In the age-oriented model, the high school aims to provide conditions for students to identify themselves as capable of goal setting and achievement and to get prepared for self-determination in learning and life. The model was implemented in Univers Gymnasium of Krasnoyarsk. The experimental and control groups of students were surveyed twice — at the end of Grade 9 and at the  end of Grade 11—using a battery of diagnostic methods to evaluate how the model prepared high school students for self-determination. The experimental group included high school students from Univers, and the control one covered students of two neighboring schools. The study revealed significant differences between the groups in every component of preparedness for self-determination: motivation and needs, cognition, and application. Thus, development of self-determination, world outlooks and moral conscience among students is possible and shows better performance in institutions based on the age-oriented model.


Diana Koroleva - Analyst, Center for Leadership in Education, Institute of Education, National Research University — Higher School of Economics. Address: 20 Myasnitskaya str., 101000 Moscow, Russian Federation. E-mail: dkoroleva@hse.ru 

16–18-year-old students of Moscow schools and other educational institutions were surveyed to assess how the Russian school uses modern methods of e-learning, mobiles technologies and social media in the learning process. The sample covered 3,194 respondents. The study describes three waves of Russian school informatization and the challenges the system has been facing over the last five years: the extensive use of mobile phone s and PDAs with high-speed access to the internet by students, the active use of social media services for communication, search and storage of information. The article demonstrates the obvious progress of the schooling system: present-day teachers communicate with their students by email and via social networks and occasionally give homework assignments to be done online or using internet services. Yet, school remains an extremely conservative institution. The education system is insensitive to the rapidly development of technologies, and the process of modernization is essentially inhibited by sticking to conventional teaching practices and ignoring the innovative ones.


Elza Dyachkova - Leading Expert, Center for International Competitiveness of Higher Education, Institute of Education, National Research University—Higher School of Economics; Graduate Student at NRU HSE. Address: 20 Myasnitskaya str., 101000 Moscow, Russian Federation. E-mail: edyachkova@hse.ru

In this paper, we discuss the methods of endowment management existing in the world and their applicability to the Russian university system. The endowment spending research focuses on the following issues: reinvesting endowment income; identifying the size of expendable endowment income; using the endowment body, not only income; choosing endowment spending policy, rule and rate endowments, etc. We provide an overview of endowment fund financial indicators and endowment spending allocation in Russia. Based on the example of the HSE Endowment Fund, we analyze the use of endowment spending rules and model of financial indicators for 2008–2014. The University’s Endowment Fund endowment spending policies implement the preservation principle, which may be reasonable in a stable economy. However, the viability of the principle is questionable in the crisis, the more so since the endowment is mostly in rubles. Using net asset valuation methods, the HSE Endowment Fund could provide equity between generations with annual distribution of income in favor of the next and current generations.

History of Education


Yury Zaretskiy - Doctor of Sciences in History, Professor, Faculty of Humanities, National Research University — Higher School of Economics. Address: 20 Myasnitskaya str., 101000 Moscow, Russian Federation. Email: yzaretsky@hse.ru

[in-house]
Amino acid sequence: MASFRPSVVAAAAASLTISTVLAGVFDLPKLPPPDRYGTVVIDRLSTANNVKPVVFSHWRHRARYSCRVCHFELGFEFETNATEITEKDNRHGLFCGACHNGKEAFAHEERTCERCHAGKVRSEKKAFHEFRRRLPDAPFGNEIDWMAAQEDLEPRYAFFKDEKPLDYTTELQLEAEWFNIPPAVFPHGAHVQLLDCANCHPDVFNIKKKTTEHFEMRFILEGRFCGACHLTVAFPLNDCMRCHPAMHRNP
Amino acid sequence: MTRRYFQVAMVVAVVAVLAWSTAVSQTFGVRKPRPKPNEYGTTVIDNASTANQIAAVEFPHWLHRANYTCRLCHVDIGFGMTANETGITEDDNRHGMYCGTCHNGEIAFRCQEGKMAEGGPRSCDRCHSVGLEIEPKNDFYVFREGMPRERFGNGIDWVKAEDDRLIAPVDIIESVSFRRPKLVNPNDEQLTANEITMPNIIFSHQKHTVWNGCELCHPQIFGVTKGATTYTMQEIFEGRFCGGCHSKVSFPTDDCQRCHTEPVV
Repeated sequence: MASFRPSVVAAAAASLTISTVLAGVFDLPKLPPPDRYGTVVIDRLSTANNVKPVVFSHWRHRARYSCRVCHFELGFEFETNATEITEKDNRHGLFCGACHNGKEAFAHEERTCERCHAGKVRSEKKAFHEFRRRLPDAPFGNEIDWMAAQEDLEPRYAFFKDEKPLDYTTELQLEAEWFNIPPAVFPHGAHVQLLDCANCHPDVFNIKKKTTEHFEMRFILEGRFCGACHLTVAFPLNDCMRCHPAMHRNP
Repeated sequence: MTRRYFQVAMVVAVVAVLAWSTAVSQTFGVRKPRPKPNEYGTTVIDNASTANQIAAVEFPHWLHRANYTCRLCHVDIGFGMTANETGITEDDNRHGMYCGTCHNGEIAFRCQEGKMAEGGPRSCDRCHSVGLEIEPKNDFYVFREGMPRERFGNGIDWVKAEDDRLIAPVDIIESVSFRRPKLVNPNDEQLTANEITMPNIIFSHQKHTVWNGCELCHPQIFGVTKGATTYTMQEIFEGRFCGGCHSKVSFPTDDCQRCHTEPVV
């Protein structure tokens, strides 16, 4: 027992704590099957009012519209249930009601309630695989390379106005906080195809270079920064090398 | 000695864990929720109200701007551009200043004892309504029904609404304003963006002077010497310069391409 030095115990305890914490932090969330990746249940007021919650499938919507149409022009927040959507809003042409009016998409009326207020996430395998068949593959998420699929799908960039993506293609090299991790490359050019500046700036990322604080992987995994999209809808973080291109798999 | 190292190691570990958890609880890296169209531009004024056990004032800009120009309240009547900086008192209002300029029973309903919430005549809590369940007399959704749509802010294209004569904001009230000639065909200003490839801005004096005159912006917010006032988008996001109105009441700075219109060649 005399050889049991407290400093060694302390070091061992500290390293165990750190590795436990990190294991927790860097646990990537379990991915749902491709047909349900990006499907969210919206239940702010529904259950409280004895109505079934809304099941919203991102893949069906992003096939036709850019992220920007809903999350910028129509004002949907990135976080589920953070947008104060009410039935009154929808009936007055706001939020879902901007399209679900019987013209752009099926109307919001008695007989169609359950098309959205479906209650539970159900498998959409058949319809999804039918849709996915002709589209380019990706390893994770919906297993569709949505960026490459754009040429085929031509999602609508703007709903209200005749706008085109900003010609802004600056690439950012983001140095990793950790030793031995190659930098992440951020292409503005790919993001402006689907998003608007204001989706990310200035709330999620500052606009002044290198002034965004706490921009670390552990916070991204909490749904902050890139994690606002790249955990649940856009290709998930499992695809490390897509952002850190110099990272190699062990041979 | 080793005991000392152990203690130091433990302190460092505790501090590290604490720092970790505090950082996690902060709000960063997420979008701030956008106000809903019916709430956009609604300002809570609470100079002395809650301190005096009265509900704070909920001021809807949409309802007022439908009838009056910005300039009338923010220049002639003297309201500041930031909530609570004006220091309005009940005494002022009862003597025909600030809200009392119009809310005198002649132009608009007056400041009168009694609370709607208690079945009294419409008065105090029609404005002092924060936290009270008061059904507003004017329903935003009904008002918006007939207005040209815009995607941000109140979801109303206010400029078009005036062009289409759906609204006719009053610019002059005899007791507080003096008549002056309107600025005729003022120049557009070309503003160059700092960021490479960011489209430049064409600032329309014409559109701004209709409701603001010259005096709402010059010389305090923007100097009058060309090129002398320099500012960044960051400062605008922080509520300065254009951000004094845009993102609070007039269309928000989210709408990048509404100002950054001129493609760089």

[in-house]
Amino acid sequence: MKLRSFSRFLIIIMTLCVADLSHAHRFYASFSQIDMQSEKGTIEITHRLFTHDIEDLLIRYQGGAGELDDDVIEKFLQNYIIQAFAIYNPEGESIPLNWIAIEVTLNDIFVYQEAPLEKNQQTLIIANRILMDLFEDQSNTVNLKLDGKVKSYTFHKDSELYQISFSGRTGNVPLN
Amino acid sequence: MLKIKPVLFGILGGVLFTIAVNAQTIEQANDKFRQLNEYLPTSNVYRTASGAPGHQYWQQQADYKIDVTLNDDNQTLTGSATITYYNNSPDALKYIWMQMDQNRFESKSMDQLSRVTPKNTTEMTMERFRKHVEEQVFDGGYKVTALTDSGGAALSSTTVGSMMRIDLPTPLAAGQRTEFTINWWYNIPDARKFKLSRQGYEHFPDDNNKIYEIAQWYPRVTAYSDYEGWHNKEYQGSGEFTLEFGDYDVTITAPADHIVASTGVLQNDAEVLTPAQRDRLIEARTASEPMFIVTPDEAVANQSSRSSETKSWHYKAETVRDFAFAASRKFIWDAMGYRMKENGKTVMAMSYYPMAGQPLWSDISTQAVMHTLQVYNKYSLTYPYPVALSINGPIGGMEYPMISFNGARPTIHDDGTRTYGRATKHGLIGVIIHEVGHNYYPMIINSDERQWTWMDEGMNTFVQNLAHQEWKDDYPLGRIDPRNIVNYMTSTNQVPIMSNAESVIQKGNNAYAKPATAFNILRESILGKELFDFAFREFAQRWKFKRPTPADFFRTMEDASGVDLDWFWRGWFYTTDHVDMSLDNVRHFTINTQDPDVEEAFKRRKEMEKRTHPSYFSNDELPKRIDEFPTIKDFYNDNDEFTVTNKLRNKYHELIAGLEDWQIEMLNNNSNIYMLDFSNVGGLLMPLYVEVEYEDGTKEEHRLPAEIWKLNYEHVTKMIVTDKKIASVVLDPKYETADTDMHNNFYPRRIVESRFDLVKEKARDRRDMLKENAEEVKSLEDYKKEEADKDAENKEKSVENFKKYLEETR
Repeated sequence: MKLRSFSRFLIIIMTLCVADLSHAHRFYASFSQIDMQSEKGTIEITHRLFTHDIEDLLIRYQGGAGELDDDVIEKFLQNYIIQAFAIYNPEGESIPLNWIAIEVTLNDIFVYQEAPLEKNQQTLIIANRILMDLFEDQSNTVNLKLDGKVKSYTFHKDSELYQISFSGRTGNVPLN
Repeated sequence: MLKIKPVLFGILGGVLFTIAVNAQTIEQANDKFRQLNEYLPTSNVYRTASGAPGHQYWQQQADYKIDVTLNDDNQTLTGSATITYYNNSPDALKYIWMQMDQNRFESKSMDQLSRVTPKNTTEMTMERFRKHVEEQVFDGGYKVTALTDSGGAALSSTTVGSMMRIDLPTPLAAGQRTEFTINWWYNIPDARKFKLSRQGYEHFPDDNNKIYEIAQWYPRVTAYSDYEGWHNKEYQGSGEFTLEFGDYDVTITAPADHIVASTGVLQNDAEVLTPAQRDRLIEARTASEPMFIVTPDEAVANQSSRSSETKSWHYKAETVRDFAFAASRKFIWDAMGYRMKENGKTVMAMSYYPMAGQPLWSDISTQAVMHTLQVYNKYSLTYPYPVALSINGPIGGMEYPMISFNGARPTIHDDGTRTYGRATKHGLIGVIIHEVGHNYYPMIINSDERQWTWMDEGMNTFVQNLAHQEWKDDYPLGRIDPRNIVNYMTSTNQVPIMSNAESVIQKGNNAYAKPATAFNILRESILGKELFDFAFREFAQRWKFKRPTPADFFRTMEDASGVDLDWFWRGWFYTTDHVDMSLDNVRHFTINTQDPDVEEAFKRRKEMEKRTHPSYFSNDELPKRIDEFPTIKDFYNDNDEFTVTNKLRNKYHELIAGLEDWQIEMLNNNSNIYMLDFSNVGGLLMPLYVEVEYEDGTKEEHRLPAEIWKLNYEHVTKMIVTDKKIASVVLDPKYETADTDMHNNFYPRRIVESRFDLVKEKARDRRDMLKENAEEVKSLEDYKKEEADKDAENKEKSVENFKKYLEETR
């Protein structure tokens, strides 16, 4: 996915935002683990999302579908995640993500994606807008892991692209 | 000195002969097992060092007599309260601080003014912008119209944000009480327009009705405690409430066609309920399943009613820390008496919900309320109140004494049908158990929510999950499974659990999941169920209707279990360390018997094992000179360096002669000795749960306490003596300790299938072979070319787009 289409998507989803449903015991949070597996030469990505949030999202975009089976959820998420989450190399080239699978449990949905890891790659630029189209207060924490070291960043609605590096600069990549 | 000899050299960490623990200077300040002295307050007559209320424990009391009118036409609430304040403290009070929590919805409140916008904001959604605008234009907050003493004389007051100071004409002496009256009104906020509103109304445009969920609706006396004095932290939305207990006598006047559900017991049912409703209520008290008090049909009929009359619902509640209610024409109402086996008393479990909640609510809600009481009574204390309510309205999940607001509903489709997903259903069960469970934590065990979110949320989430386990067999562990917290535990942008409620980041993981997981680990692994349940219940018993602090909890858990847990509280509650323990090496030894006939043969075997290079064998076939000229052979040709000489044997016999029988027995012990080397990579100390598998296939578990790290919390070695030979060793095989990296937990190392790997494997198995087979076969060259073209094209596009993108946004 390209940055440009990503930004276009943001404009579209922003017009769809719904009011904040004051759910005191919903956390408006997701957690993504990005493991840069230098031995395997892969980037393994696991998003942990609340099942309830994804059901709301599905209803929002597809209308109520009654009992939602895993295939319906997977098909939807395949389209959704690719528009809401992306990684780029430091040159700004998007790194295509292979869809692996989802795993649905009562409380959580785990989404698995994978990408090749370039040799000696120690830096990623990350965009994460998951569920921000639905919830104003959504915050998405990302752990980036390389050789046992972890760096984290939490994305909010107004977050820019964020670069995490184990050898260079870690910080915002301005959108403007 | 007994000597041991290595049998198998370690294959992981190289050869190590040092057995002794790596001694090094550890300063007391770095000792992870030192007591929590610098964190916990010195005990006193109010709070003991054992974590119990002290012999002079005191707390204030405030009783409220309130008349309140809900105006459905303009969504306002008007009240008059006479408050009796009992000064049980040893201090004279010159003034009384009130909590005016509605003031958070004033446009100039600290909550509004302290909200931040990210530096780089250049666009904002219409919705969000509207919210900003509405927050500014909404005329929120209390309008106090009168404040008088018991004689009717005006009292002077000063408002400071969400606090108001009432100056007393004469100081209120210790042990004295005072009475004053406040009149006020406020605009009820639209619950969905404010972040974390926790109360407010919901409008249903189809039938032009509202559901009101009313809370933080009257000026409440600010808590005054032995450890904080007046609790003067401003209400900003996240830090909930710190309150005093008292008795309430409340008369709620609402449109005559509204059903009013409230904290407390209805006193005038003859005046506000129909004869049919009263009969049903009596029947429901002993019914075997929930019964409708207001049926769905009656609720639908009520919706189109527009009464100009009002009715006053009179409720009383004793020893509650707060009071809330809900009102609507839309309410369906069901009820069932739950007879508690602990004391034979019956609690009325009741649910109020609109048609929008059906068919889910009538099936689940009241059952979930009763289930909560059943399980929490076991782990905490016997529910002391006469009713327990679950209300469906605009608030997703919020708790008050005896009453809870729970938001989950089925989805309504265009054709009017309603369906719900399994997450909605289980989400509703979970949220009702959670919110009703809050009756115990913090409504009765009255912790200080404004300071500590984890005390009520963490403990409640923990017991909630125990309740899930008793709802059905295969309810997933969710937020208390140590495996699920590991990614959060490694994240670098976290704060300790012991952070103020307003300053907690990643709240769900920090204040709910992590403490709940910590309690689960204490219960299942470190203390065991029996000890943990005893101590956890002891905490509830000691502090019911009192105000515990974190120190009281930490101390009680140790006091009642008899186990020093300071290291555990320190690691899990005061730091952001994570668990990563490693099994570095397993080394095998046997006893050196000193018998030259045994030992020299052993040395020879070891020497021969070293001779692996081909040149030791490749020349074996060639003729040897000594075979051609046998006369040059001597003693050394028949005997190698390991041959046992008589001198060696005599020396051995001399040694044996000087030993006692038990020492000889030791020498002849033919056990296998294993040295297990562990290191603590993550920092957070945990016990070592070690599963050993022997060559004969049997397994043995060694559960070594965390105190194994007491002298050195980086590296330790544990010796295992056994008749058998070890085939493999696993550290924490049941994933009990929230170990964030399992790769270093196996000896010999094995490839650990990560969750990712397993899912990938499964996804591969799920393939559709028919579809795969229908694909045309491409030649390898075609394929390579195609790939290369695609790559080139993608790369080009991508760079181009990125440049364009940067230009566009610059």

Analyzing the most recent historical studies and sources dating back to the eighteenth and nineteenth centuries, the article reconstructs the fundamentals of degree awarding practices used in German universities of the Early Modern Period to understand whether they are comparable to present-day degree fraud practices. It examines into the academic degree concepts accepted in the pre-Modern Europe, analyses master’s and doctoral theses of the time, discusses the problem of their authorship, and traces back changes in the defense procedure as well as the historical and cultural factors which advanced the development of the modern doctoral degree. As long as social, cultural and intellectual transformations that prompted the emergence of the modern academic degree had only been completed by the beginning of the nineteenth century, the study considers it unreasonable to apply the currently existing academic and ethical criteria to the degree awarding practices of earlier historical periods. It does not mean fake degrees were a rare case or didn’t exist at all in the Early Modern Europe — it just means that academic fakeness was understood differently way back then.

Book Reviews and Survey Articles


Aleksey Lyubzhin - Doctor of Sciences in Philology, Research Fellow, The Rare Books and Manuscripts Section of the Moscow State University Research Library. Address: 9 Mokhovaya str., 103073 Moscow, Russian Federation. E-mail: vultur@mail.ru

We fully support the researcher’s conclusion that specific features of Eastern Asian mindset and learning attitudes should be taken into account when organizing schooling in a multinational community. Meanwhile, we believe the study actually answers a more specific question than stated in the title: namely, it compares the cultural foundations of learning not between the East and the West but between the traditional Confucian school and modern American school, being distracted from the content and course structure of education. In the decades to come, we will have a chance to see the results of the competition between these two schooling models and find out whether Jin Li was right with her underlying idea of advantages of the Confucian approach and her forecast that the creative potential of Europeans and Americans would reduce and their research capabilities shrink due to schools attempting to develop both.